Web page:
How to perform the traditional Ethiopian coffee ceremony

Coffee originates from Ethiopia. However, one does not just brew coffee here, no, there is a special ceremony for it. I got the honour to make coffee for Ethiopia’s New Year, so here is an introduction on how to do it the Ethiopian way.

In Ethiopia, a small sign reveals the presence of a place where traditional coffee is prepared: fresh green grass on the floor. This is said to keep away bad spirits. Also, Ethiopians put some incense on the fire on which the coffee is cooked, which envelops the room with a very nice smelling smoke. This is believed to stimulate the men when they see the wife preparing the coffee. However, once you smell this odour, you will quickly recognise it from a time when you were in close proximity to a coffee place.

Traditional Ethiopian coffee ceremony

Traditional Ethiopian coffee ceremony

The traditional coffee is served like an espresso, with two spoons of sugar, and is called «buna». Usually, it’s the women who prepare the coffee. For special occasions, they wear the traditional white dress with coloured woven borders. My Swiss friend, currently living in Ethiopia, put me in contact with two friends. With them by my side, I learned how to do the traditional coffee ceremony.  These are the steps:

1: Washing underneath the skin

Ethiopian coffee is made with fresh coffee beans. First, you have to wash them. Not because they are dirty, but because you want to scrub off the skin of the beans. Therefore, you put a little bit of water on the flat pan and scrub the beans together until the skin comes off.

Washing the coffee beans for traditional Ethiopian coffee

Washing the coffee beans

2: Roast it over (incense) fire

So far, the beans are still green so you need to roast them over a tiny charcoal stove. Move them constantly on the flat pan so they are roasted equally and regularly. They will become black and shiny because the heat coaxes the aromatic oil out of them. Once they have all reached the same colour, you’re done.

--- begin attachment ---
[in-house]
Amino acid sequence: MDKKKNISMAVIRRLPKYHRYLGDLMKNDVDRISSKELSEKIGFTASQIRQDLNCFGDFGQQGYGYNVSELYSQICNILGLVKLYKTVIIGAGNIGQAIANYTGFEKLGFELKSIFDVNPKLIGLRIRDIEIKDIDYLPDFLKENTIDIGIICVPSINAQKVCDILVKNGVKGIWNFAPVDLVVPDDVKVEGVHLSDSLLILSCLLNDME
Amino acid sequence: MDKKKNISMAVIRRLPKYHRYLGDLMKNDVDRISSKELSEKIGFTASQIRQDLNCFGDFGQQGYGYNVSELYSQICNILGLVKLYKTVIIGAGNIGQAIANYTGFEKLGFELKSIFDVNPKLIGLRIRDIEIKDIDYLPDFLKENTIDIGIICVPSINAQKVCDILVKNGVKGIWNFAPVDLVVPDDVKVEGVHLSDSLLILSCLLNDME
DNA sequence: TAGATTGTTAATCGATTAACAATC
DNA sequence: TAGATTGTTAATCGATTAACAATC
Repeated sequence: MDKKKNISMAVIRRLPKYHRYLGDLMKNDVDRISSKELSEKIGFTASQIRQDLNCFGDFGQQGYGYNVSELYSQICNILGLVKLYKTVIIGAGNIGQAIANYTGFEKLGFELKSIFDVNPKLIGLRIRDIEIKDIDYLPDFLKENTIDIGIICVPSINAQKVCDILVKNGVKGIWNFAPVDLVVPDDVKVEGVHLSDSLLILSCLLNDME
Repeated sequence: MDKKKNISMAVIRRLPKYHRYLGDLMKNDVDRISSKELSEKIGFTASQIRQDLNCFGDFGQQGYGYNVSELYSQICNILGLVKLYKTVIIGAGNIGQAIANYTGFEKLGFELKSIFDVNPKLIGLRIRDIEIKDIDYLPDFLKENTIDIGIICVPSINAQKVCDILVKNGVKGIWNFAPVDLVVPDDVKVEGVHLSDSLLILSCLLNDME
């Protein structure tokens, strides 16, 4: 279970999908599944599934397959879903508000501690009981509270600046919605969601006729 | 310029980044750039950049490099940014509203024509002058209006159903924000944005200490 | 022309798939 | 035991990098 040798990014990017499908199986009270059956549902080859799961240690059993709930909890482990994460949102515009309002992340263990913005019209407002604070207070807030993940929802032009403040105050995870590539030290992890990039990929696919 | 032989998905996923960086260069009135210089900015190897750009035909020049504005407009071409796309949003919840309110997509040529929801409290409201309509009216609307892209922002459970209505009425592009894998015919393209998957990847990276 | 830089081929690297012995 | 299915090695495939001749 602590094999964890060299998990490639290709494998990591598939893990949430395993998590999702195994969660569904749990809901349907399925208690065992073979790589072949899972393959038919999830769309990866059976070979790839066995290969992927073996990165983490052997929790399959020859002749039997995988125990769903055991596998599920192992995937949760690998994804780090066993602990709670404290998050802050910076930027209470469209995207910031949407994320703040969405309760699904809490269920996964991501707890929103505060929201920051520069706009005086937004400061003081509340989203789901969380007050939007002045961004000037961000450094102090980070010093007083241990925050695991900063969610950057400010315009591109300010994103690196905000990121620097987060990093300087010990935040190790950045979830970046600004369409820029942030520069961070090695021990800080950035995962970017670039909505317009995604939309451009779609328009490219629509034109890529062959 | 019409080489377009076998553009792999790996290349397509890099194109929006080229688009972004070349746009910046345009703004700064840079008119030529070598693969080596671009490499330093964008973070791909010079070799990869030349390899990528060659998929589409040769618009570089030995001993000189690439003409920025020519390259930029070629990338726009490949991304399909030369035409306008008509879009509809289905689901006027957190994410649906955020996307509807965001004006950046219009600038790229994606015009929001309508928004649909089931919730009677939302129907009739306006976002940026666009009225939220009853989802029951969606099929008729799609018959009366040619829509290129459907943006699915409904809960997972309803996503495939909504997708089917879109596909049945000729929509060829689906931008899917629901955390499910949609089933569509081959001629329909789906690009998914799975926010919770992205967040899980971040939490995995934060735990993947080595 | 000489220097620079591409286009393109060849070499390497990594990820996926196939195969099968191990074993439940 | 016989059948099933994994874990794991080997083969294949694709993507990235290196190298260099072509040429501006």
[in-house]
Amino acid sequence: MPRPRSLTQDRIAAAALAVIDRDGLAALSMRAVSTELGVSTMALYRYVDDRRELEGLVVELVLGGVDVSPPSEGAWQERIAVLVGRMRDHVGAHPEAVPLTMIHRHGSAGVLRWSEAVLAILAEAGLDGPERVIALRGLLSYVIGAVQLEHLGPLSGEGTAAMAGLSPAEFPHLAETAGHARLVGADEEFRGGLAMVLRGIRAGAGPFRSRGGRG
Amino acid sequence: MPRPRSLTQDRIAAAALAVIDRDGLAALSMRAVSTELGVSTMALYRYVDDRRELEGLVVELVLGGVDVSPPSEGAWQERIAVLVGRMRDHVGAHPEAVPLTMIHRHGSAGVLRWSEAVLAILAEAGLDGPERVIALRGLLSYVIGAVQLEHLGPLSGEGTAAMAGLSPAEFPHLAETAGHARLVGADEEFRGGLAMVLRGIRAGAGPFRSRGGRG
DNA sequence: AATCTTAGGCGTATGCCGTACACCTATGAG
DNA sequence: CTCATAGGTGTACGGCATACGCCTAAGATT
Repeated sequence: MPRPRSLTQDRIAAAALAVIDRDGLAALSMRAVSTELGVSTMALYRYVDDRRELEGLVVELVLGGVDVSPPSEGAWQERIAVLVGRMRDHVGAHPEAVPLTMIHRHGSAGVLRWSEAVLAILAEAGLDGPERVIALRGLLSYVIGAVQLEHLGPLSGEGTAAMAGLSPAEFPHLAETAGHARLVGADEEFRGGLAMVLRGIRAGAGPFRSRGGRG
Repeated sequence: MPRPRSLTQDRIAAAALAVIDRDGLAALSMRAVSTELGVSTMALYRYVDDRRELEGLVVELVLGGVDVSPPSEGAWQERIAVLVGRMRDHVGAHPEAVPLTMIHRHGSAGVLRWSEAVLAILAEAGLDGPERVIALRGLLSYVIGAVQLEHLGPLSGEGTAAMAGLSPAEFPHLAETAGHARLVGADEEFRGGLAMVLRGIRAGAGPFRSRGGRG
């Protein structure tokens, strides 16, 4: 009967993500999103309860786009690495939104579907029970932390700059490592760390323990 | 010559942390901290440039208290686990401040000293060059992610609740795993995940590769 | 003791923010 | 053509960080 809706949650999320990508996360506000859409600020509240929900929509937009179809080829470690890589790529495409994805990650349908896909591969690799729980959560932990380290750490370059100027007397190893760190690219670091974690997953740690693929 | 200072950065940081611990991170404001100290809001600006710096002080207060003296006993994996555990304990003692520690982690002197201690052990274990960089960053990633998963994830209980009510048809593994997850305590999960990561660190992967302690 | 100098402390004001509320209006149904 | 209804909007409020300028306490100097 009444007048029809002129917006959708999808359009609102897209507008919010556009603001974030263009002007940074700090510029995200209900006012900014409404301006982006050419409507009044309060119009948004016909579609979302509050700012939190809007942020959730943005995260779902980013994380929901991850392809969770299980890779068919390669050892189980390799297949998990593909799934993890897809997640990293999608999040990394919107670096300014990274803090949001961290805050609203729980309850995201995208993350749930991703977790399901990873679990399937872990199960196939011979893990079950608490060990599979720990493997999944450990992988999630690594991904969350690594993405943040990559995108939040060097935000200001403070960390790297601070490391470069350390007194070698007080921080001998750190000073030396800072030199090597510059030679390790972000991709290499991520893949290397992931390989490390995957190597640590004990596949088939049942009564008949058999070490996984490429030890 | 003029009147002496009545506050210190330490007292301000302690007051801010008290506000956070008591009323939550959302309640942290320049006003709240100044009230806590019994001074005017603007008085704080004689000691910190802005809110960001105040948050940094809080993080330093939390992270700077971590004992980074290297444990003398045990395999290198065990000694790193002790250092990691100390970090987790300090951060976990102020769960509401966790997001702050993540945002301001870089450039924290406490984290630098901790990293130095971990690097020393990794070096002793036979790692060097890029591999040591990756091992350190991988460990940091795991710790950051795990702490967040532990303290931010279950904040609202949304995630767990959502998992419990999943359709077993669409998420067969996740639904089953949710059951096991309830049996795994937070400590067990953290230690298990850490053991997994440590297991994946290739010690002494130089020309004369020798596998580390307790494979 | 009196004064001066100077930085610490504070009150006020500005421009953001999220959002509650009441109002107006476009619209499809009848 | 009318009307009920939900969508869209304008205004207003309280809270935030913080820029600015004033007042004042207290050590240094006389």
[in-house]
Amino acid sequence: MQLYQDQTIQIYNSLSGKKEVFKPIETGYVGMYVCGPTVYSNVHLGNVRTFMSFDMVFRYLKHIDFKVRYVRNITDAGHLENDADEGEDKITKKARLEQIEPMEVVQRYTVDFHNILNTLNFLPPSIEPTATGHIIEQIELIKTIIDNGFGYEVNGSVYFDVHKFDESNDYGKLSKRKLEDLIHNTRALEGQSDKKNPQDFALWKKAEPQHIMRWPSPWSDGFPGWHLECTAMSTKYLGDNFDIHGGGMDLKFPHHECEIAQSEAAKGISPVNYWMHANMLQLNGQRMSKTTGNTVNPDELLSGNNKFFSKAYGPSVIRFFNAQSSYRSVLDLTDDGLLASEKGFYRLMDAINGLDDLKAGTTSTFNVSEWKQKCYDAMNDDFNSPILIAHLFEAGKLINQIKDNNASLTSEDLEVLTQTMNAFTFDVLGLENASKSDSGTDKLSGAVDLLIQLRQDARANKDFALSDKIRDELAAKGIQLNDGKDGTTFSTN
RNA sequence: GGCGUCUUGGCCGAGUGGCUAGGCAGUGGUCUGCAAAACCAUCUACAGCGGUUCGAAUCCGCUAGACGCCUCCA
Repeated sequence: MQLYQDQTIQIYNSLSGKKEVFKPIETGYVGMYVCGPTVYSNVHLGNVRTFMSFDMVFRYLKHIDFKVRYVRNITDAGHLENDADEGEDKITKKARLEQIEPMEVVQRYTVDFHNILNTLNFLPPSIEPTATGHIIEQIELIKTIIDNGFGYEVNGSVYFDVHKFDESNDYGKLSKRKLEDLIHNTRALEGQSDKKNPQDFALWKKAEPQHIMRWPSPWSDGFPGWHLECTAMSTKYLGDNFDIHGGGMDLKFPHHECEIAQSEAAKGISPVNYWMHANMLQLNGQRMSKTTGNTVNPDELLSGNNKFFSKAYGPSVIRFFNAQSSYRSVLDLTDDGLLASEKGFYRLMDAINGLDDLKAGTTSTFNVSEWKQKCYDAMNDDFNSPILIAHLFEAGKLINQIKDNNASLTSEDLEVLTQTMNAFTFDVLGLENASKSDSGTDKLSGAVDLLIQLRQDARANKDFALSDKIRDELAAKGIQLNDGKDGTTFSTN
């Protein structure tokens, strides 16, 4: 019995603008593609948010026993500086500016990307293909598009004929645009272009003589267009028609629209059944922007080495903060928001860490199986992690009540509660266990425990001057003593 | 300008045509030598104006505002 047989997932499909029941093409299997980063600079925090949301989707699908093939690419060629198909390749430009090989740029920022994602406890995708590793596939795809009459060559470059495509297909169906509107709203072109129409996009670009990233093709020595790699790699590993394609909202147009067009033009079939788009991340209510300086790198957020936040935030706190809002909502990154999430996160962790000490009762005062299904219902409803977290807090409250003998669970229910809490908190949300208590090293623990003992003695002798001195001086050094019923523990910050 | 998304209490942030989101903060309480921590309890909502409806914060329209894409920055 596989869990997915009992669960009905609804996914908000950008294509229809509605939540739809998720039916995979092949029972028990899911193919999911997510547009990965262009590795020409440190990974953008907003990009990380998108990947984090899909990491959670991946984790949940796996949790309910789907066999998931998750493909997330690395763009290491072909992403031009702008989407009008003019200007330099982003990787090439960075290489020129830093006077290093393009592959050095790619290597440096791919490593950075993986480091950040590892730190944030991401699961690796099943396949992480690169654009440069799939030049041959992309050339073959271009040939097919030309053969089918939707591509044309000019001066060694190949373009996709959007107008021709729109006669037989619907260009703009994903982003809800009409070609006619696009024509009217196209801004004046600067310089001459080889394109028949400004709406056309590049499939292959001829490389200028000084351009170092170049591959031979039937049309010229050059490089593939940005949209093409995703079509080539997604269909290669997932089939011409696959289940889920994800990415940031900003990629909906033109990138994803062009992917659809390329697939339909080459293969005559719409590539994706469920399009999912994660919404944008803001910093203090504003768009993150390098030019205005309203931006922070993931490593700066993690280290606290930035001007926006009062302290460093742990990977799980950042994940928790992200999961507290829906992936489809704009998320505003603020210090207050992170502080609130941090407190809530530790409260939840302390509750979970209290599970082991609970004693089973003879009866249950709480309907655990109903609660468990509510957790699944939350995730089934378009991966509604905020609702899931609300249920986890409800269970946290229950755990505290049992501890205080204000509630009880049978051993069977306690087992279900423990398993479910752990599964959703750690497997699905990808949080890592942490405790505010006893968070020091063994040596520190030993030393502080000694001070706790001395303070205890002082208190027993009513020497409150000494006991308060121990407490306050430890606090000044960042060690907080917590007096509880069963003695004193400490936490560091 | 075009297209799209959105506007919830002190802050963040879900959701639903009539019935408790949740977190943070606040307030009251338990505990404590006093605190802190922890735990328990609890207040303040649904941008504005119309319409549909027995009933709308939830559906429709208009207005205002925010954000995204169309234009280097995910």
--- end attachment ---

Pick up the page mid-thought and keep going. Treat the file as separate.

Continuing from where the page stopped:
Roasting coffee beans for traditional Ethiopian coffee

Can’t forget the intensive smell…

3: Small workout for the arms

Now comes the tricky part: you need to make a powder out of the coffee beans. Therefore, you need to grind them with a pestle and a mortar. It takes a lot of effort, so prepare yourself for this task. Note: modern families nowadays use electric coffee mills, but we want to do it the traditional way, right? Keep on!

Workout for the arms: grinding the coffee beans for traditional Ethiopian coffee

Making everyone laugh because of my soft technique…

4: Boil and wait

Before you boil the coffee, you first have to boil the water in the «jebena», the traditional Ethiopian coffee boiling pot. Once it boils you add the coffee powder. Usually, it’s one spoon for two people. Let it boil for a couple of minutes. Soon you’ll get to smell the awesome fresh coffee!

Waiting until it's done: Traditional Ethiopian coffee

Enjoying this Ethiopian coffee tradition.

5: Rest (in peace)

Once you have boiled the coffee, you can’t drink it right away. Be patient. Put the jebena away from the fire and let it rest. This makes the coffee powder go down to the bottom so you’re not going to swallow small pieces. This is similar to how Turkish coffee is made. Some families strain the coffee through a fine sieve several times instead of waiting.

6: Don’t forget the extra cup

After a few minutes, it’s finally time to taste the coffee. Put sugar in the small, handleless cups (Ethiopians usually drink it with two or three spoons of sugar and can’t believe I prefer mine black…) and carefully pour the hot coffee from as high as possible into the cups. On the countryside, they add salt or traditional butter instead of sugar sometimes. Don’t forget to put an extra cup on your plate – this is for spontaneous guests or for God – but don’t pour any coffee in it. After all, it is meant to be symbolic, right?

Ethiopian coffee

There is always time for a coffee break in Ethiopia.

The first cup goes to the oldest person in the room. Don’t forget to serve popcorn or peanuts with the coffee, this is how it is done in Ethiopia (and you won’t drink your coffee without popcorn anymore afterwards, I promise!) This is rather new, however. In the past, they used to serve a homemade pastry called him bash, but the coffee ceremony also goes with the pace of the modern times so popcorn is prepared instead because it is easier and quicker.

7: Three heavens

If you think that was it, then you’re wrong. Coffee is always served in three rounds in Ethiopia, yay! The first is the strongest one, the second is less strong and the third is the weakest. The third round is considered a blessing. After all this hard work, it would be a pity just to have one small cup of the precious green gold, right?

 

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